Computer Science 765
Maximizing the Effectiveness of Peano Trees
through the use of Distributed Computing and Data
Peano trees are a new invention poised to change the way spatial data is recorded,
used, evaluated, and searched. This new technology is just coming to life, and the ability
to use it effectively is an important step to making the technology mainstream. An array
of tools will be necessary in order to exploit these Peano trees, also known as P-trees, to
their full potential. One of the first tools required for widespread use of the technology is
a way to increase the speed and efficiency of processing the information stored in them.
A combination of data striping and distributed computing is an excellent first step to
achieving these goals. This paper will start by giving a background of Peano trees, data
striping, and distributed computing and will describe how these can be used in tandem to
make P-trees a more useful technology. Finally, there will be a description of a prototype
system with an array of 16 nodes used to demonstrate the effectiveness of such a project.
Peano Trees - What are they?
The Peano Tree is a relatively new invention by Dr. William Perrizo from the
Computer Science department at North Dakota State University. Peano trees are used to
store spatial data in a lossless compressed form for which it is easy to perform various
operations to aid in data mining techniques, such as counts, ANDs, ORs, and
For an example of how a Peano tree is created, see figure one. To begin with, a
file of values is turned into its binary equivalent as shown in the first stage of the figure.
These equivalents are then split into different files based on bit position. The three "bit
sequential" files are shown in the second stage of the figure. Bit sequential files are a
related invention of Dr. Perrizo's. [PER] Next, these files are re-ordered into "Peano
order". If you follow the lines like a Z in the figure, you can see how the file is created
into Peano order. Finally this information is organized into a tree structure. The first child
represents the first quadrant of the whole file, the second child represents the second, etc.
The first child of the first child represents the first quadrant of the first quadrant and so
on. A one value node means that this is a "pure 1" or all of the values in this quadrant are
1. A zero value then means one of two things: if there are children in that node, that's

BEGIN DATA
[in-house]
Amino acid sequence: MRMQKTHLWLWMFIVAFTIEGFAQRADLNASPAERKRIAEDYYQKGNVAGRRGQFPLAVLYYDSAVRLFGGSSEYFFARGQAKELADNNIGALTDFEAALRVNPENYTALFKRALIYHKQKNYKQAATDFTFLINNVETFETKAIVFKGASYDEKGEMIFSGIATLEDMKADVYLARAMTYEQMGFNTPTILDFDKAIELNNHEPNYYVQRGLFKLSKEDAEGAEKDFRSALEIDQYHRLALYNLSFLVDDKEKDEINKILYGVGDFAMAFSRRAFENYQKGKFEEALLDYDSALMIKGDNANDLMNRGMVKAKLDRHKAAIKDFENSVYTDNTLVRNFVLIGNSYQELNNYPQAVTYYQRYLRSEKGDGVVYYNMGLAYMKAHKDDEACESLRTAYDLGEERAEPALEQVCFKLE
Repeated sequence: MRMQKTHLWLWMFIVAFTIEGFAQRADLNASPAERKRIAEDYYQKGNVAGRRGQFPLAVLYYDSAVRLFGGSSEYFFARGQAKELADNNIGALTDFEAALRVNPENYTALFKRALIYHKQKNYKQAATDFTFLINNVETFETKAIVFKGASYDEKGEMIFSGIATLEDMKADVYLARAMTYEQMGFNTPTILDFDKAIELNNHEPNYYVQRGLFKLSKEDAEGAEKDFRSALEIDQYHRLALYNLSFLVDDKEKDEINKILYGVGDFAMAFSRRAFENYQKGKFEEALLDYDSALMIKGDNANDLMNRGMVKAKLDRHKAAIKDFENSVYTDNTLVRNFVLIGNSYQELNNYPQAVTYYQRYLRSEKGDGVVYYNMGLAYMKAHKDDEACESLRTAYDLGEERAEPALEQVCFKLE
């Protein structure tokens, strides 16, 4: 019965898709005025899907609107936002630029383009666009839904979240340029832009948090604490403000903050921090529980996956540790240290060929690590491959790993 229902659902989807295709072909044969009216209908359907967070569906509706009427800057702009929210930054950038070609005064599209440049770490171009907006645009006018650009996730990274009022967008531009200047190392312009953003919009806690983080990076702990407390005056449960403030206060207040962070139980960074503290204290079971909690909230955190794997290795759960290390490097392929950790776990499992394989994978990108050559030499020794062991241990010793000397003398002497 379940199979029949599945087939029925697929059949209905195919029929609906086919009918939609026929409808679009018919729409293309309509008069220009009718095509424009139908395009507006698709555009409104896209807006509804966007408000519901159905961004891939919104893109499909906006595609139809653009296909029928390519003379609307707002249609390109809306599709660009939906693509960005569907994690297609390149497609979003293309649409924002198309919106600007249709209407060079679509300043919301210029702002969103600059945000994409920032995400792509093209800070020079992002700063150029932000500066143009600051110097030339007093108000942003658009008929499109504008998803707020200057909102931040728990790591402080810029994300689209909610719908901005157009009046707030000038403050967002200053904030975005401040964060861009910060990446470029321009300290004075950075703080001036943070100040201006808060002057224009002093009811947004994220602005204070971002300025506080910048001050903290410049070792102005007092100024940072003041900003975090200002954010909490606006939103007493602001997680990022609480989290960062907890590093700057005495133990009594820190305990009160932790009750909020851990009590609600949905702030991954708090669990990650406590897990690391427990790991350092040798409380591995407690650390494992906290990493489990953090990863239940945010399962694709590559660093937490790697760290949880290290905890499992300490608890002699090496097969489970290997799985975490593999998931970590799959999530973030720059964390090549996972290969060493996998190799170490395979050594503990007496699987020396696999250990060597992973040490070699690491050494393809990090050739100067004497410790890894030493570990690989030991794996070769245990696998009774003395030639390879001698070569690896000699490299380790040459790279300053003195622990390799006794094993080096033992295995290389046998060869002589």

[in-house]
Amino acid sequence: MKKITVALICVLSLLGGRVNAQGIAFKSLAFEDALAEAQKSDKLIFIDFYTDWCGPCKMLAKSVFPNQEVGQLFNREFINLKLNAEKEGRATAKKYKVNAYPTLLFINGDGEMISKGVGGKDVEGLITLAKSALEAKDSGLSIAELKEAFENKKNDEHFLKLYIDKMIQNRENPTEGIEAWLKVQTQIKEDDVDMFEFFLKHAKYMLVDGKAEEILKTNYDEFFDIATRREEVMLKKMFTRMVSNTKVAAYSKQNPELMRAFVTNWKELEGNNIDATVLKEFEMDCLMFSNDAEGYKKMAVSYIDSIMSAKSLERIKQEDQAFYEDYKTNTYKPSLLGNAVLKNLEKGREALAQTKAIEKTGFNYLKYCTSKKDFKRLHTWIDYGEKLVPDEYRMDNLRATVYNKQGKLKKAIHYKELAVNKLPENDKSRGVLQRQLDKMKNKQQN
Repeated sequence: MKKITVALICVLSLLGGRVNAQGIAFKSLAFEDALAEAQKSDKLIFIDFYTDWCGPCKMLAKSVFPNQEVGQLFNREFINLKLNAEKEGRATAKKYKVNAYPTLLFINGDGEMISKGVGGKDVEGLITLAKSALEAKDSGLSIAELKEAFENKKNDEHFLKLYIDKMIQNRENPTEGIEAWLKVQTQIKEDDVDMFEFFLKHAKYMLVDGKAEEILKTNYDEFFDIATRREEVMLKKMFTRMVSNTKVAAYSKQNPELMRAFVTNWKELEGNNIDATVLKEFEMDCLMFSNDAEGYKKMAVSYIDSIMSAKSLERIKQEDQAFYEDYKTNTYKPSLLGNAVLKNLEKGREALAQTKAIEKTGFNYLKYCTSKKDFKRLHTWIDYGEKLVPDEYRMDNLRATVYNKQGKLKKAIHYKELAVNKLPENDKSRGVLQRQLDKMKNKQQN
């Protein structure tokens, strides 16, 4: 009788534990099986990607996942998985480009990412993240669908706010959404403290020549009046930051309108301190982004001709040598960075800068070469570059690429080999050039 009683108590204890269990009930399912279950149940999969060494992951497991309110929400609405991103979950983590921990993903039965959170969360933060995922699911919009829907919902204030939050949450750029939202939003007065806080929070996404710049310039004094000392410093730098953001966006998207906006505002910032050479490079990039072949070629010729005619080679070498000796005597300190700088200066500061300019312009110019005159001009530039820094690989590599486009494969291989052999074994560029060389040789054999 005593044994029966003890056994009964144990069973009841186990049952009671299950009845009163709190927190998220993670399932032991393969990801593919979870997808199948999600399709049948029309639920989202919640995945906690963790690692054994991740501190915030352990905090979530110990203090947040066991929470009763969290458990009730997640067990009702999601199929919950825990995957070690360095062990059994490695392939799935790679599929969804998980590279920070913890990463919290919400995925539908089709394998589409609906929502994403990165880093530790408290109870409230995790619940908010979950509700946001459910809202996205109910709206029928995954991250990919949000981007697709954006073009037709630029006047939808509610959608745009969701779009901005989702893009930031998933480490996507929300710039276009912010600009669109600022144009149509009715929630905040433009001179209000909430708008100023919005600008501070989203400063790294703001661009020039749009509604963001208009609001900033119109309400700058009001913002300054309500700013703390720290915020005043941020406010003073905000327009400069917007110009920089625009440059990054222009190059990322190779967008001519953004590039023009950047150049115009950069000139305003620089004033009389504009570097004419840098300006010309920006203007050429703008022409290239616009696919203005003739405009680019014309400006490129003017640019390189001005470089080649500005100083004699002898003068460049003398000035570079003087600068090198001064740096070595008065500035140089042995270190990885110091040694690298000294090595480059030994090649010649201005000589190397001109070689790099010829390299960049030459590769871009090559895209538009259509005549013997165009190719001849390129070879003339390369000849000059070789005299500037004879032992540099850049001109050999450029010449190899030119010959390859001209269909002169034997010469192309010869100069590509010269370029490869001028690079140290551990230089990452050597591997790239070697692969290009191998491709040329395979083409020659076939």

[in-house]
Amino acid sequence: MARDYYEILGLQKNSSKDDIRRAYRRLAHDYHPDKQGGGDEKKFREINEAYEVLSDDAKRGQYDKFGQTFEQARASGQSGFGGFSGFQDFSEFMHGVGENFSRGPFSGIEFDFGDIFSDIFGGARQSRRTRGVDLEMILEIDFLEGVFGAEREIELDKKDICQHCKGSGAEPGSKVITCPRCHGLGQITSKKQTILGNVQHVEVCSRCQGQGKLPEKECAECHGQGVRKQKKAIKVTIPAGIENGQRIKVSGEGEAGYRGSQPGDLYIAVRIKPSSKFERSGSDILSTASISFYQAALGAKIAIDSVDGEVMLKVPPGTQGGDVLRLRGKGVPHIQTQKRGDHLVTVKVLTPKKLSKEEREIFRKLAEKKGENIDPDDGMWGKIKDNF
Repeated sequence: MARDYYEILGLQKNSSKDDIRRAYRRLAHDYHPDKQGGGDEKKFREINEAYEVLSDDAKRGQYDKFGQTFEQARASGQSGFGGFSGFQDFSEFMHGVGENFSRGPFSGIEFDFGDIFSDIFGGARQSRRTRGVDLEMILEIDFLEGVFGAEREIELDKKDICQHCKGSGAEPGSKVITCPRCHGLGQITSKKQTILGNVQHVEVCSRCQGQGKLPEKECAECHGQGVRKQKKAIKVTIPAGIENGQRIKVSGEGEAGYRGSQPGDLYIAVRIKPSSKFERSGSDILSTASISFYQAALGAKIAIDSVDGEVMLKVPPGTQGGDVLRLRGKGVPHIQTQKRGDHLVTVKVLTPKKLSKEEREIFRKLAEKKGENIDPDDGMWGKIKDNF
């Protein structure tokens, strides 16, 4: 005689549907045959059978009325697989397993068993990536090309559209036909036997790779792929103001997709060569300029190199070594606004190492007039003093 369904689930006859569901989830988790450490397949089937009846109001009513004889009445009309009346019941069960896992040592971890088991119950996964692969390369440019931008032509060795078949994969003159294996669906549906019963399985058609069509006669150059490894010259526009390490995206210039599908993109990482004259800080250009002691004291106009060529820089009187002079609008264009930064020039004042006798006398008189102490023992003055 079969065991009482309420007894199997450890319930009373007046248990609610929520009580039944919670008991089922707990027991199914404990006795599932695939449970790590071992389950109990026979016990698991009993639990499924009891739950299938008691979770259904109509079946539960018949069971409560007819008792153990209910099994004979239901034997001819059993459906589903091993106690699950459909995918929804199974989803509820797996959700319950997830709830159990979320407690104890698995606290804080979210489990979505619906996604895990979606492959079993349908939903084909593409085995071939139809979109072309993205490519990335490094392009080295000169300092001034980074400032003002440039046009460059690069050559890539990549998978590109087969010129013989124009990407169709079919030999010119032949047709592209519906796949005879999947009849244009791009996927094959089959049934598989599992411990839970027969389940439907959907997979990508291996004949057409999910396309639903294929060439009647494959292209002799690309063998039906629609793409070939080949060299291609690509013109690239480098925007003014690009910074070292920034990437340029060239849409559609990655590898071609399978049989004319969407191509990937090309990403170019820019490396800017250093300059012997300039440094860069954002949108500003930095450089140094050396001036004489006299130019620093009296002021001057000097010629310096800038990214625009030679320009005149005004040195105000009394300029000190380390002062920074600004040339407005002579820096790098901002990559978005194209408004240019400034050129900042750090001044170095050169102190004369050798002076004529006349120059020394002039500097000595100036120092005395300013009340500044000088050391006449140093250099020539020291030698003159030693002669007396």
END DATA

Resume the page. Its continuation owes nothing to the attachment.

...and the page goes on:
how the subquadrants of this quadrant are laid out; if there are no children, the quadrant
is pure 0; that is, all of the values in this quardrant are 0.
Figure 1. Peano Tree Example
Decimal Value Binary Value
Bit Sequential Files (Raster order)
0000 0000 1111 1100
0001 1100 0001 1000
0110 0011 0010 0110
Bit position 1 in raster order. Notice the Z pattern in order to build the peano ordering
0 - 0 0 - 0
/ / /
0 - 0 / 0 - 0
1 - 1 1 - 1
/ / /
1 - 1 / 0 - 0
0 0 1 0
How exactly is this useful? You will notice the incredible compression this
allows, even in this simple example. Since spatial data is normally very continuous (as
opposed to having discrete locations that change drastically from point to point) this is
actually a fairly good example of a real world scenario. Also, by ordering data by bit
position you can gather more useful information. For example, the first bit position which
shows the largest amount of change can be more useful than the last bit position which
only shows differences in values of 1. There are also a number of recent presentations
that show the usefulness of peano trees in a variety of application including microarray
data, stock market data, genetic information, and the original use in crop analysis. [CLA]
Note that this is not the only way one could describe a peano tree. The particular
type of tree used in figure one is called the P1 tree. In an NZ tree, values of 0 are pure,
while 1 describes the mixed nodes. This project uses the fact that if you compare the two
different tree types, you can be sure of the underlying values. If both a P1 and NZ type
tree have the same value, all of the subquadrants of this quadrant have the same value,
where if they are different, the subquadrants are mixed.
Another way of describing a peano tree is through the use of a vector format. In
such a format, the quadrant in question is listed, followed by the P1 and NZ tree values.
The first pure 0 and pure 1 quadrants are displayed, but all children nodes are removed
because of redundancy. For example, see figure two below. The figure describes the p-
tree shown in figure 1. Such a system creates even smaller peano tree representations,
because there are no tree pointers involved.
Figure 2 - Peano Tree Vector Format
Quadrant NZ P1
 0011 0010
 1100 1100
Data Striping - Spreading Data Out
Ramakrishnan describes data striping as segmenting data into partitions of equal
size for distribution across multiple disks. [RAM] With respect to peano trees, this would
be the distributing of pieces of the p-tree across multiple disk drives. There are a number
of well proven methods of data striping that already exist and are in practice today.
The most widely used method of data striping is in RAID arrays. RAID level 0